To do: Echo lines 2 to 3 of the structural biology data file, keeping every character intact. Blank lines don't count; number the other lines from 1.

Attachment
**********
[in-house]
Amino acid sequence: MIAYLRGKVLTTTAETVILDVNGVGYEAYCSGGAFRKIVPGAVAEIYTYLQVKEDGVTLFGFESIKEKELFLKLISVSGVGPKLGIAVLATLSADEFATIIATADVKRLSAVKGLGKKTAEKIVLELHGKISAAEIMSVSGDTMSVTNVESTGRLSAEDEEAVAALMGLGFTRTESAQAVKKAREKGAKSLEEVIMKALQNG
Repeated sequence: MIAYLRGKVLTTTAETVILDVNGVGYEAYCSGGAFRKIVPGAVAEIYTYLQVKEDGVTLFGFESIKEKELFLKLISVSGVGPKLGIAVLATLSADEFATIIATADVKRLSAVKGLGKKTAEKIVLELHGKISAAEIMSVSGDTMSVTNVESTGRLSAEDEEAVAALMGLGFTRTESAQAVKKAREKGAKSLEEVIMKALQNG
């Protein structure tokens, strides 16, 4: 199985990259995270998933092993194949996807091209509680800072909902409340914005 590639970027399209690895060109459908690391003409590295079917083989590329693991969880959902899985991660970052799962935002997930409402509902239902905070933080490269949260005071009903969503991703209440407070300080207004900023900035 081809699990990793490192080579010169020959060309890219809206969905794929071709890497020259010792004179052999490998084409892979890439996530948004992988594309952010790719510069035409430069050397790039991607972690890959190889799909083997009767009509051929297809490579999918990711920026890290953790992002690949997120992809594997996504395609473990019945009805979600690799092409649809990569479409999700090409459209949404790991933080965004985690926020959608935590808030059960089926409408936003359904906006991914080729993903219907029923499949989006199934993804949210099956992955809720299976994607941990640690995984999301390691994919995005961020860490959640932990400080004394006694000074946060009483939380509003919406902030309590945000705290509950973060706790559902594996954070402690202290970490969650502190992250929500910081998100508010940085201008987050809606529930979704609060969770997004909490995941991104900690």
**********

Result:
Amino acid sequence: MIAYLRGKVLTTTAETVILDVNGVGYEAYCSGGAFRKIVPGAVAEIYTYLQVKEDGVTLFGFESIKEKELFLKLISVSGVGPKLGIAVLATLSADEFATIIATADVKRLSAVKGLGKKTAEKIVLELHGKISAAEIMSVSGDTMSVTNVESTGRLSAEDEEAVAALMGLGFTRTESAQAVKKAREKGAKSLEEVIMKALQNG
Repeated sequence: MIAYLRGKVLTTTAETVILDVNGVGYEAYCSGGAFRKIVPGAVAEIYTYLQVKEDGVTLFGFESIKEKELFLKLISVSGVGPKLGIAVLATLSADEFATIIATADVKRLSAVKGLGKKTAEKIVLELHGKISAAEIMSVSGDTMSVTNVESTGRLSAEDEEAVAALMGLGFTRTESAQAVKKAREKGAKSLEEVIMKALQNG